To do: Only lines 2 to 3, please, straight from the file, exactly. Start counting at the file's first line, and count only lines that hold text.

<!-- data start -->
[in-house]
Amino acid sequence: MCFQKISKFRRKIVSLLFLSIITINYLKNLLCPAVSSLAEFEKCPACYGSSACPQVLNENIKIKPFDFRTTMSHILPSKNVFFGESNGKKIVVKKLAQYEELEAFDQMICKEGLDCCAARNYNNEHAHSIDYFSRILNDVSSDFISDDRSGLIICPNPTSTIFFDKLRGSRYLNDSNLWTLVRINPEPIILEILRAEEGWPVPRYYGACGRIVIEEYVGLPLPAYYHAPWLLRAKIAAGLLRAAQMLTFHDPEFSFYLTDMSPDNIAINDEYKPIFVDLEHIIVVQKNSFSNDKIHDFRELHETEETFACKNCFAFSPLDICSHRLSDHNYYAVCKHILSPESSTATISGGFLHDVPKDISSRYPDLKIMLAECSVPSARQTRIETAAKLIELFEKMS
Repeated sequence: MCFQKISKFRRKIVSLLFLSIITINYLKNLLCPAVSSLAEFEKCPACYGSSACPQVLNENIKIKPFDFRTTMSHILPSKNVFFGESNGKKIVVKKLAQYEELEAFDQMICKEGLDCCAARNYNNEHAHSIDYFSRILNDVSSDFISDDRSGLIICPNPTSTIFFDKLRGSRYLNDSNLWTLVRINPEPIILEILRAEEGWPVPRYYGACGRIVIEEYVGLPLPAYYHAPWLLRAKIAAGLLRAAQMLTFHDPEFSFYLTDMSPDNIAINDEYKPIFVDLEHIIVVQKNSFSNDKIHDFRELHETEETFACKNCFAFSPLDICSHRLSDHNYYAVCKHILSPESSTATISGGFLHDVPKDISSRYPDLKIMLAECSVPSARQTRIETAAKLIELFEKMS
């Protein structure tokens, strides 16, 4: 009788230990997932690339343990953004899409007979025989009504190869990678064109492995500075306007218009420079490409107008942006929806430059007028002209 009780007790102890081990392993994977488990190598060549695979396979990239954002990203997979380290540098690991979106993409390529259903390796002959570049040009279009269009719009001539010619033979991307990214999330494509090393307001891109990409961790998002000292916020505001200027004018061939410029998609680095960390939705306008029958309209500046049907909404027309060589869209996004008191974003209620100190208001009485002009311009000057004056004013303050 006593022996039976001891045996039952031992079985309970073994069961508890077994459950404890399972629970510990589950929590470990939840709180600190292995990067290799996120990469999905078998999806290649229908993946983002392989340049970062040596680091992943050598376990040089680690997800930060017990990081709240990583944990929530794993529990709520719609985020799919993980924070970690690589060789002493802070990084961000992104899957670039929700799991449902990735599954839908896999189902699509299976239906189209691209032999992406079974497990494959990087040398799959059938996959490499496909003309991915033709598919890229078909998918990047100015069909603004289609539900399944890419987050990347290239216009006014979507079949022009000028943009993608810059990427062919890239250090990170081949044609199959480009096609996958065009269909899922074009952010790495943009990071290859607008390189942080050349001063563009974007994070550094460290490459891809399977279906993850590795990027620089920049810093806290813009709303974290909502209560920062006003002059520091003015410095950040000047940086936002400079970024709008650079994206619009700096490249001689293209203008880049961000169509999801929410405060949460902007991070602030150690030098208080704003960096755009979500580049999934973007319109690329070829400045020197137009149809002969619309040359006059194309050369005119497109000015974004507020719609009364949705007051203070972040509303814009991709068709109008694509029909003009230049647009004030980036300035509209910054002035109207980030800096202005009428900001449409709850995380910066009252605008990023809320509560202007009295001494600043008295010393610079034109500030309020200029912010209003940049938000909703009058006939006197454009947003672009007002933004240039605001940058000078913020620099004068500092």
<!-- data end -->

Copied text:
Amino acid sequence: MCFQKISKFRRKIVSLLFLSIITINYLKNLLCPAVSSLAEFEKCPACYGSSACPQVLNENIKIKPFDFRTTMSHILPSKNVFFGESNGKKIVVKKLAQYEELEAFDQMICKEGLDCCAARNYNNEHAHSIDYFSRILNDVSSDFISDDRSGLIICPNPTSTIFFDKLRGSRYLNDSNLWTLVRINPEPIILEILRAEEGWPVPRYYGACGRIVIEEYVGLPLPAYYHAPWLLRAKIAAGLLRAAQMLTFHDPEFSFYLTDMSPDNIAINDEYKPIFVDLEHIIVVQKNSFSNDKIHDFRELHETEETFACKNCFAFSPLDICSHRLSDHNYYAVCKHILSPESSTATISGGFLHDVPKDISSRYPDLKIMLAECSVPSARQTRIETAAKLIELFEKMS
Repeated sequence: MCFQKISKFRRKIVSLLFLSIITINYLKNLLCPAVSSLAEFEKCPACYGSSACPQVLNENIKIKPFDFRTTMSHILPSKNVFFGESNGKKIVVKKLAQYEELEAFDQMICKEGLDCCAARNYNNEHAHSIDYFSRILNDVSSDFISDDRSGLIICPNPTSTIFFDKLRGSRYLNDSNLWTLVRINPEPIILEILRAEEGWPVPRYYGACGRIVIEEYVGLPLPAYYHAPWLLRAKIAAGLLRAAQMLTFHDPEFSFYLTDMSPDNIAINDEYKPIFVDLEHIIVVQKNSFSNDKIHDFRELHETEETFACKNCFAFSPLDICSHRLSDHNYYAVCKHILSPESSTATISGGFLHDVPKDISSRYPDLKIMLAECSVPSARQTRIETAAKLIELFEKMS